Lifestyle determination generally depends on the total score obtained and is calculated by obtaining a score of 42–98 indicating an unfavorable, 99–155 showing a medium, and 156–216 denoting a desirable lifestyle. It measures physical activity, exercise, recreation, healthy eating, stress management, and social and interpersonal relationships [38].

Nutrition status

The Mini Nutritional Assessment questionnaire was administered to measure the healthy nutritional status of the elderly. In this questionnaire, a score of 12 or greater indicates that the person is well-nourished and needs no further intervention. A score of 8–11 shows that the person is at risk of malnutrition. A score of 7 or less demonstrates that the person is malnourished. The cut-off point of this variable in our study is 12.

Stress management

The Stress-Management Questionnaire was used to describe the participant’s ability to cope with difficult and stressful situations. The total scores were divided into three levels of low (0–30), moderate (31–39), and high (40–50). The cut-off point of this variable in our study is 31.

Outcome variable

The outcome variable was categorized into SA (coded 1) or non-SA (coded 0) classes. In this study, SA was determined based on Raw and Khan's model which has three principal components: “absence of disease and disease-related disability”, “maintenance of high mental and physical function, “and “continued engagement with life” [39]. According to this model, the following inclusion criteria of SA were used: 1) absence of disease-related disability (the criteria met in this domain are being satisfied when adults have no disability and the number of chronic diseases ≤ 2), 2), maintenance of high mental and physical function (in this domain, the participants had a Mini-Mental State Examination for Dementia Screening (MMSE-DS) score of normal and a Bartle index of > 90), and 3) “continued engagement with life” (this domain was determined based on employment, participation in social activities, religious activities, volunteering activities, and lifelong learning. The participants had to have at least three out of these five criteria) [24, 40,41,42,43].

Data preprocessing

When the collected raw data were processed by ML models, they did not have acceptable performance and the classifiers’ prediction accuracy was low. Therefore, data preprocessing methods were adopted to obtain the best models for SA identification. The dataset used in this paper contained missing values. Deleting these data from the data set would reduce the quality of the data because the data might contain useful information that could affect the prediction. There are several ways to solve the problem of missing value. We filled missing values with the mean value of the respective feature in the data set. Another problem with the collected data was unbalanced data. Unbalanced data class distribution occurs when the number of samples related to one class is significantly less than the number of samples belonging to another class. This deteriorates the efficiency of ML algorithms [44]. We used the synthetic minority oversampling technique (SMOTE) to deal with the problem of an unbalanced dataset [45, 46].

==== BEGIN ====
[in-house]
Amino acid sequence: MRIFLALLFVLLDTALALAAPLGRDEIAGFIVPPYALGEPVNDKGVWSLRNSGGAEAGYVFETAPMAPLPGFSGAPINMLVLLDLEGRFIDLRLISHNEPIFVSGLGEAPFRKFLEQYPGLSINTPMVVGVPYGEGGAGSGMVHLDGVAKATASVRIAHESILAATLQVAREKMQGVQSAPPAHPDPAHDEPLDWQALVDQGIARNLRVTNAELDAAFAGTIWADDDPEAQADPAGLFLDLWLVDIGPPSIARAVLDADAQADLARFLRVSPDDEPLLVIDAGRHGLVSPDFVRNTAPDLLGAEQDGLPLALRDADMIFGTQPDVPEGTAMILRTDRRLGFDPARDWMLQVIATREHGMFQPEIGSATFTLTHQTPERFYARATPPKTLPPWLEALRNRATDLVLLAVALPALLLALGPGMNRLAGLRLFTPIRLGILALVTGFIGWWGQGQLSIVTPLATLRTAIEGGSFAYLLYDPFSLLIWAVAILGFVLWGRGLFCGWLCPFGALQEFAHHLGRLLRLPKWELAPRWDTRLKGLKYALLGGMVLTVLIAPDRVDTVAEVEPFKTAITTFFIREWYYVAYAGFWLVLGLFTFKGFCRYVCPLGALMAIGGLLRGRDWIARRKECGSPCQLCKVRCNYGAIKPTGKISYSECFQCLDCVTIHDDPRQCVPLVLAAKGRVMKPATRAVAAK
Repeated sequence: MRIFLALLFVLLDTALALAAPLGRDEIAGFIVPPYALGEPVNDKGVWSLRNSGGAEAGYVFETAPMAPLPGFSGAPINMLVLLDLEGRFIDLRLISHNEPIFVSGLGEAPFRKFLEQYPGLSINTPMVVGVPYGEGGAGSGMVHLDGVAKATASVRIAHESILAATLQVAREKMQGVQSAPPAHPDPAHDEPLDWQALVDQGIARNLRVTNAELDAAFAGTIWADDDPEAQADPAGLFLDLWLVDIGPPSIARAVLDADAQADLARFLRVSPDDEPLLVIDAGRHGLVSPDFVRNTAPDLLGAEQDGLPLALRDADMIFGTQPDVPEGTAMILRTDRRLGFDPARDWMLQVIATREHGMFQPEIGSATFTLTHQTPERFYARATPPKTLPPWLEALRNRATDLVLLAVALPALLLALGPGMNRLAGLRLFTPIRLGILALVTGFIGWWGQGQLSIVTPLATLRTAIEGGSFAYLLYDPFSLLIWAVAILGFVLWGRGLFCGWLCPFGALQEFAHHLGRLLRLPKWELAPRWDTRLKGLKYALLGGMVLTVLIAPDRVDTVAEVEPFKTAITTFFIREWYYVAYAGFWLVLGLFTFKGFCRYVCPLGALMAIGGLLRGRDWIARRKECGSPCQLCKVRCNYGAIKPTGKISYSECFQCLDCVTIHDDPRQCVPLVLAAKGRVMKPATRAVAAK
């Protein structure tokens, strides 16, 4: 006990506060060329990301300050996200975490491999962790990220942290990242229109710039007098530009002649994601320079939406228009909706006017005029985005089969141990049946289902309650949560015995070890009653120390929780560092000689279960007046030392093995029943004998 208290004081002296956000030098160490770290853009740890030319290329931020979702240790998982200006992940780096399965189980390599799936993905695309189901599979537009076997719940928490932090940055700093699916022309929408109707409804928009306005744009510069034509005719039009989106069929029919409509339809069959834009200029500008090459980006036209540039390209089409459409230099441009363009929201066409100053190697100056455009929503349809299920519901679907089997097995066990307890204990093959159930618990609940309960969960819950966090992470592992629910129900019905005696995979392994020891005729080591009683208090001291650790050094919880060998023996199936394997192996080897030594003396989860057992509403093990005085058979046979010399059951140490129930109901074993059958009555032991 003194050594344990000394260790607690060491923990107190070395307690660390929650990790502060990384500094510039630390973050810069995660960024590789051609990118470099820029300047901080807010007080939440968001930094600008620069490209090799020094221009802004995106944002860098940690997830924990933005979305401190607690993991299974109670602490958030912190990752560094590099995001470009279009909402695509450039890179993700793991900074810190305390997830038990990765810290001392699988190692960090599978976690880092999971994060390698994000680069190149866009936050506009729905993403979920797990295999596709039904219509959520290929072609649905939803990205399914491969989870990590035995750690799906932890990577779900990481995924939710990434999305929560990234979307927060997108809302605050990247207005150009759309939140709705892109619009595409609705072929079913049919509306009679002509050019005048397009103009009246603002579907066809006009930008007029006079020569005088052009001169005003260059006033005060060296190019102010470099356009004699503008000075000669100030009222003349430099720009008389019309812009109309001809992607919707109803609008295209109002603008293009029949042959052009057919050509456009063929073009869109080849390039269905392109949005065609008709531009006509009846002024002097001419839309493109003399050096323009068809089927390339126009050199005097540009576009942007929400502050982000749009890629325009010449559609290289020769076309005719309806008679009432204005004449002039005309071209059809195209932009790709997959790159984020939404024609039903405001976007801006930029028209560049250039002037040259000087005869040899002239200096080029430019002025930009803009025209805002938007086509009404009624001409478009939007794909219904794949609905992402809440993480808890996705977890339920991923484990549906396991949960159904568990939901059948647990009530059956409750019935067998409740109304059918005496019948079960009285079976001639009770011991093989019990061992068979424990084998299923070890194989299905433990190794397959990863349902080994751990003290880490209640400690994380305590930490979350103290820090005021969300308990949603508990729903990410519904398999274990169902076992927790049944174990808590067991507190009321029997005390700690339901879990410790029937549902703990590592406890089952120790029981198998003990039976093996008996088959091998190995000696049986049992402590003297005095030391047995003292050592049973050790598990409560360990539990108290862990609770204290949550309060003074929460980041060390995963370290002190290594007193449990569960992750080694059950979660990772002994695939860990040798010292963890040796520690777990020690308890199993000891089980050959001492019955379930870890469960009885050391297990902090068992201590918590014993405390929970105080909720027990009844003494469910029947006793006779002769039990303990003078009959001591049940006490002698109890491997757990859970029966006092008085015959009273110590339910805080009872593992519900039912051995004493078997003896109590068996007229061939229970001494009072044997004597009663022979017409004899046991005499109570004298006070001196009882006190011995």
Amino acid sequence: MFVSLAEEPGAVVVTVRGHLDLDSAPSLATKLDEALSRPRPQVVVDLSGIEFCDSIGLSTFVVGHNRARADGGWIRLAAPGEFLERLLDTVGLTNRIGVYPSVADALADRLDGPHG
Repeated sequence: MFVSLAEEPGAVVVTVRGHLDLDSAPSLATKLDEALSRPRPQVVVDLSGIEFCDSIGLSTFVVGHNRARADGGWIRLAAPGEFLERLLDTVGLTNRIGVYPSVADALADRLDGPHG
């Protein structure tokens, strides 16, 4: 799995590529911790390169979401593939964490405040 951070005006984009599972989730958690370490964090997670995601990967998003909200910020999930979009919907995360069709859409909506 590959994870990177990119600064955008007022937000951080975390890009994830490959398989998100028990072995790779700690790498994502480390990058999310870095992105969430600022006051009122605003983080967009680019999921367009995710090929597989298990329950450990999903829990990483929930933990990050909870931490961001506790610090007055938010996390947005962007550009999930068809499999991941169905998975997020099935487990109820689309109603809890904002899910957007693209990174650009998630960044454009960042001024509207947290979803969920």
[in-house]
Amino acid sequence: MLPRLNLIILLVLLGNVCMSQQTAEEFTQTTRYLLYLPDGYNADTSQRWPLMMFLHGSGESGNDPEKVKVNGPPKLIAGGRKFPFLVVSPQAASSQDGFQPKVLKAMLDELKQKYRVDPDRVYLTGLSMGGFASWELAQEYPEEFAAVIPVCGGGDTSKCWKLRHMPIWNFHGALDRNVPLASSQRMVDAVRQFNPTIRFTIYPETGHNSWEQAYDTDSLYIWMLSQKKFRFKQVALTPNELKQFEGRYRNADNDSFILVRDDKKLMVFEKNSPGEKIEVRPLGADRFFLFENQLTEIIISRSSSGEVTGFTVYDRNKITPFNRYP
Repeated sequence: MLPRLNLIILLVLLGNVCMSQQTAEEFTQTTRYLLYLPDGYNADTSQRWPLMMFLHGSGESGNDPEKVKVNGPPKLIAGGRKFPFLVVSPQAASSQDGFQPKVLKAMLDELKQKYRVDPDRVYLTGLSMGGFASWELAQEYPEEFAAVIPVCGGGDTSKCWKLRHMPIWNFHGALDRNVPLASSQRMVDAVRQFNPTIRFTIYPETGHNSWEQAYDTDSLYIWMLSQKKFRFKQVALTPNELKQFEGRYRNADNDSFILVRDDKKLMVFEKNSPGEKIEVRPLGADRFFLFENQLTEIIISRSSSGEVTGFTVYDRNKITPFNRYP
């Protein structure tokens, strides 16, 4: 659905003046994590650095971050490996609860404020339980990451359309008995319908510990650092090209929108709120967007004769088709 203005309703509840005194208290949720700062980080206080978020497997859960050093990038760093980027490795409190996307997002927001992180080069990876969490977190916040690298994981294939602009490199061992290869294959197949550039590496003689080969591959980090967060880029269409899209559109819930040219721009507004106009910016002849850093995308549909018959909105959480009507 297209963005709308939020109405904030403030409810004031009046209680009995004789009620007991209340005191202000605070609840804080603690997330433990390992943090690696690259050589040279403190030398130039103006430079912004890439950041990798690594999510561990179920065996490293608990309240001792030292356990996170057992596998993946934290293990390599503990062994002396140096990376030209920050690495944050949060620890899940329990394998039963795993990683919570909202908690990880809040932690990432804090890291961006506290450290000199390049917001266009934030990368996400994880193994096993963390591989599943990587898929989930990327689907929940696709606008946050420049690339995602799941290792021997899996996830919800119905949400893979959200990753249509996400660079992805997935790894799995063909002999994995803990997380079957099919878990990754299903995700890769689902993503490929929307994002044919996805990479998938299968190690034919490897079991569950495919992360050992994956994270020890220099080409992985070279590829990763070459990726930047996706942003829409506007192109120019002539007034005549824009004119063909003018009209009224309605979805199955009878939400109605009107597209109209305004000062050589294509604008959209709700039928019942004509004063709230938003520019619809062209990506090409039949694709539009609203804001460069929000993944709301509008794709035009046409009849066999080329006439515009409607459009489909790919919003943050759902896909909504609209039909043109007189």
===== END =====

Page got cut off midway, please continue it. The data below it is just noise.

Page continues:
SMOTE selects a random sample from the minority class and determines k nearest neighbors for this sample. Then, a vector between the current sample and a chosen neighbor is determined. The synthetic instances are generated by multiplying this vector with a random number between 0 and 1. This action is similar to slightly moving a data point in the direction of its neighbor. Thus, the generated data point is not an exact copy of an existing data point and does not significantly differ from known observations in the minority class. We applied oversampling only to the training data; by so doing, none of the information in the validation data was being used to create synthetic observations. Therefore, these results should be generalizable. According to the tests performed, the validation results were consistent with the results of unseen test data. The data set contained 983 records before and 1430 records after data balancing.

Feature selection

We used the feature selection method to reduce the dataset dimension and augment the ML performance. Feature selection in a high-dimensional dataset is one of the most important data mining steps, eliminating redundancy and unrelated features. Feature selection involves the use of statistical methods to reduce the dataset dimension. Briefly, some advantages of this process include improving the mining performance, preventing overfitting the algorithms, increasing the computational capability, accelerating the data mining process, and enhancing understandability [47,48,49,50,51]. In this study, the chi-square test was used to determines the important factors affecting the SA. P < 0.05 was considered statistically significant. After the correlation analysis, a univariate regression analysis was conducted to improve the accuracy and significant variables. This is one of the basic prerequisites of ML techniques; in this regard, the variables were entered into the model that had high prognostic power.

Model development

Basic ML algorithms

We applied supervised learning techniques for SA prediction. Several basic algorithms such as KNN, SVM, DT, NB, and RF were used to classify whether people belong to the class of SA or non-SA.

ANN

An ANN is an ML algorithm inspired by the natural nervous system in processing information. The structure of the neural network consists of a large number of processing elements (neurons) that communicate with one another through weights. The neural network has a nonlinear mechanism that can process in parallel, learn, and make decisions. ANN modifies its weighted connections using a set of learning examples. The final effects of the learning process are the adjustment of the parameters of a network that can be retrained in new environmental conditions [52, 53].